Flannery O’Connor’s story “The Lame Shall Enter First” is told from the point of view of Sheppard, who is unable to empathize with the grief of his son, Norton, over the death of his mother a year ago. Instead, Sheppard insists that helping others is the most important good in life. In addition, Sheppard does not believe in God or heaven, espousing a rational view of life that does not provide Norton the means to understand the death of his mother and the emptiness it created in his life. It takes Rufus Johnson, a fourteen-year-old child who fully believes in good and evil and especially in the power of Satan, to enable Sheppard to understand the love and attention his son needs. However, Sheppard learns this only after Norton kills himself in an attempt to reach his mother, whom he imagines he sees on the moon when he looks at it through a telescope. Through both satire and irony, O’Connor suggests that science cannot replace moral thought and that moral thinking begins with authentic love and compassion rather than a false sense of “doing good.” Furthermore, evil, represented by Rufus, becomes an instrument of good, but only with tragic consequences. Atheism more than Rufus is the real antagonist in the story, for Sheppard’s lack of belief in God and compassion undermines his attempts to accomplish a false, self-absorbed understanding of good.
Sheppard has little sympathy for his ten-year-old son, Norton, who in his view lacks brains, curiosity, and, most importantly, empathy for others. Instead, Sheppard prefers the fourteen-year-old miscreant Rufus Johnson, whom he had been trying to help at the reformatory. Sheppard thinks that Rufus is brilliant and needs only a chance to make something of himself. In fact, Sheppard gives Rufus a key to his house to demonstrate his trust, for Rufus’s grandfather, a religious zealot, beats him. When Sheppard pressures his son by asking him how he would like to live as poor Rufus has, Norton “lamely” says that he “doesn’t know.” The child misses his dead mother too much to think of the welfare of others, but his father thinks his son has been sad much too long. An atheist and rationalist, Sheppard has told Norton his mother simply is “gone” now that she is dead, an idea that only intensifies the child’s grief.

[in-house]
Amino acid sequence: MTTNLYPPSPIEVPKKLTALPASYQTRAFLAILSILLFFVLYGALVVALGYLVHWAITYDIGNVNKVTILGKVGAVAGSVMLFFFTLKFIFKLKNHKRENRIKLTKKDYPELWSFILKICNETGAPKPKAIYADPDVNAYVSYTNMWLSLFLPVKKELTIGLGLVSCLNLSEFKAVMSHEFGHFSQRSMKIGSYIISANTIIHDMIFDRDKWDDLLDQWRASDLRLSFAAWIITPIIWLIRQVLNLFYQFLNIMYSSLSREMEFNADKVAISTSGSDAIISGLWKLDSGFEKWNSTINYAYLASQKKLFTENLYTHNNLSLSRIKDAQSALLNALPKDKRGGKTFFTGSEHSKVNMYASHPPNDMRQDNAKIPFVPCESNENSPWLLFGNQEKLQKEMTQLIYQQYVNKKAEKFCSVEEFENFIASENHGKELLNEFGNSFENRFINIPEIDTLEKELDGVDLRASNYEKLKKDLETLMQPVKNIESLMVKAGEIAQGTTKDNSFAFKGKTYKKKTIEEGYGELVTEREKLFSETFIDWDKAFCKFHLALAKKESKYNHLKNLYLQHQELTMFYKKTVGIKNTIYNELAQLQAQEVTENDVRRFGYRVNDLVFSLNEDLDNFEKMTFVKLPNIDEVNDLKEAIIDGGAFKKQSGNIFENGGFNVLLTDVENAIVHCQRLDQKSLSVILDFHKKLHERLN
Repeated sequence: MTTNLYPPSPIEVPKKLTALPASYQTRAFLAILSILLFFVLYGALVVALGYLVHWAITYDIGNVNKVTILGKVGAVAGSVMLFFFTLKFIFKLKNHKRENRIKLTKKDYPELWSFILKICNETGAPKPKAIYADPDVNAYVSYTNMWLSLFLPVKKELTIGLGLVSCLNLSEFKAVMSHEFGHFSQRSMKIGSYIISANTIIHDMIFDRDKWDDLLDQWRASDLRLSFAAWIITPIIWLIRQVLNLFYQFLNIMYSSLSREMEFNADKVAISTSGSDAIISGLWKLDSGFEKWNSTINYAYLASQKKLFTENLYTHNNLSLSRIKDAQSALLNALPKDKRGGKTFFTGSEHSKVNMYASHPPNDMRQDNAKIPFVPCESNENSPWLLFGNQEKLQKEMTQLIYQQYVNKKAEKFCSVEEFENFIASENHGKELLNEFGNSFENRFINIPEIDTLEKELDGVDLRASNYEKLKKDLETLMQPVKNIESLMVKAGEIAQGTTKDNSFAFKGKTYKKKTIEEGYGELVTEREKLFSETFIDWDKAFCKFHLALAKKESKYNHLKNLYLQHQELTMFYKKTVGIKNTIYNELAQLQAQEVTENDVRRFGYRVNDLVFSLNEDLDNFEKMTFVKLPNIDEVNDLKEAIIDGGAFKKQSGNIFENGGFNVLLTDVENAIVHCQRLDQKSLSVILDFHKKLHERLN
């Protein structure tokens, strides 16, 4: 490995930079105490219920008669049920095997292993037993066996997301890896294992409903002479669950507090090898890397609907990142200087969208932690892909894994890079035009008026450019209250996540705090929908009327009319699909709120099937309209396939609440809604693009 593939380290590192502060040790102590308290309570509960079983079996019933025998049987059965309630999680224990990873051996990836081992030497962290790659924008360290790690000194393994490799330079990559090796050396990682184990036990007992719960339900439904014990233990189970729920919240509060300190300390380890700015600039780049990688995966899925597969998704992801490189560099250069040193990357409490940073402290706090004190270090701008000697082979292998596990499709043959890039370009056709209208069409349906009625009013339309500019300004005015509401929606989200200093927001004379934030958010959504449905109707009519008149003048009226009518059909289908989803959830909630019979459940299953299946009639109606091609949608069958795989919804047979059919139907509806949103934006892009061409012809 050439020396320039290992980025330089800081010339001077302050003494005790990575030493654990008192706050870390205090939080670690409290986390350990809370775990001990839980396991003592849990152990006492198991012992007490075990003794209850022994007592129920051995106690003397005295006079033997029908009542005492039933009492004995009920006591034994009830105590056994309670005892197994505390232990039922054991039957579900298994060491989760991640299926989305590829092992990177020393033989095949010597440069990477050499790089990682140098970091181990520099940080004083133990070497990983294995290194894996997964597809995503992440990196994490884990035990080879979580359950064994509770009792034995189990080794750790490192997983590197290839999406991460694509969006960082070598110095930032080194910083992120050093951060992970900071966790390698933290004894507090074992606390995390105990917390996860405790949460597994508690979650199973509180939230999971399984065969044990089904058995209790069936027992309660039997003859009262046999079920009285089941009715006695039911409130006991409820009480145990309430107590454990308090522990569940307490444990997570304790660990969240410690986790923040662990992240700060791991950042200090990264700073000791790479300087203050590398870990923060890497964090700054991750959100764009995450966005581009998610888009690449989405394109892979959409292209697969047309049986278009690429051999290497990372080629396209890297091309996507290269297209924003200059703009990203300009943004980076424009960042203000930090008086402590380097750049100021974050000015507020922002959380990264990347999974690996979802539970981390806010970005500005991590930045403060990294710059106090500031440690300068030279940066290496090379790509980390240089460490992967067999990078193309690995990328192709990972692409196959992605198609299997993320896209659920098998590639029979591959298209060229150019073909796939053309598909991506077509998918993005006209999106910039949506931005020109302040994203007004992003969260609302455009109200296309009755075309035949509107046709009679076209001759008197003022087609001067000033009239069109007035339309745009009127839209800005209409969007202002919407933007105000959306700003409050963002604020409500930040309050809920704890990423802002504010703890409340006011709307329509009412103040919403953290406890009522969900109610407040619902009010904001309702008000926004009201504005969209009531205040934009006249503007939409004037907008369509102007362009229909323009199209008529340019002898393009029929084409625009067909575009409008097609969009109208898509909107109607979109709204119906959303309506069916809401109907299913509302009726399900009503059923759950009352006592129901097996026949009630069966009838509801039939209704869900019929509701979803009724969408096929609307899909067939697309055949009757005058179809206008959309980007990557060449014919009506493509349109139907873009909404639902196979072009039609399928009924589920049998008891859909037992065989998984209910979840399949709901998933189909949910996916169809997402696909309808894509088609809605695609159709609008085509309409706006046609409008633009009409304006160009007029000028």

Although Norton answers his father’s questions “lamely,” Rufus in fact is lame, marked by a clubfoot, which Sheppard believes is the crux of his bad behavior and attitude toward life. He is certain that if he challenges Rufus’s mind and gives him a decent shoe for his deformed foot, the child will mend his ways. Rufus, on the other hand, flaunts his foot and brags he is evil because “Satan has [him] in his power.” Eventually Rufus does come to Sheppard’s house, initially terrifying Norton. Sheppard’s goal is to “save” Rufus, and he is willing to sacrifice his son to Rufus to do this. Even after Sheppard puts a telescope up in the attic for Rufus to see something greater in life and purchases an orthotic shoe for him, the boy only scoffs at his would-be benefactor, telling Norton his father is a fool who thinks he is “Jesus Christ.”
Rufus begrudgingly enjoys the comforts of Sheppard’s house and at first shows some interest in the telescope, but when Sheppard enthusiastically tells him he could go to the moon when he grows up, Rufus scoffs at the idea. “When I die, I’m going to hell,” he proudly asserts. Having absorbed his grandfather’s zealotry, he believes in harsh biblical versions of good and evil, and he condemns Sheppard for his refutation of these. Norton, meanwhile, is fascinated by the ideas of heaven and hell because these are places where his mother might be, and any place seems better than “no place,” which is what his father insists on. Though he might be...
(The entire section is 804 words.)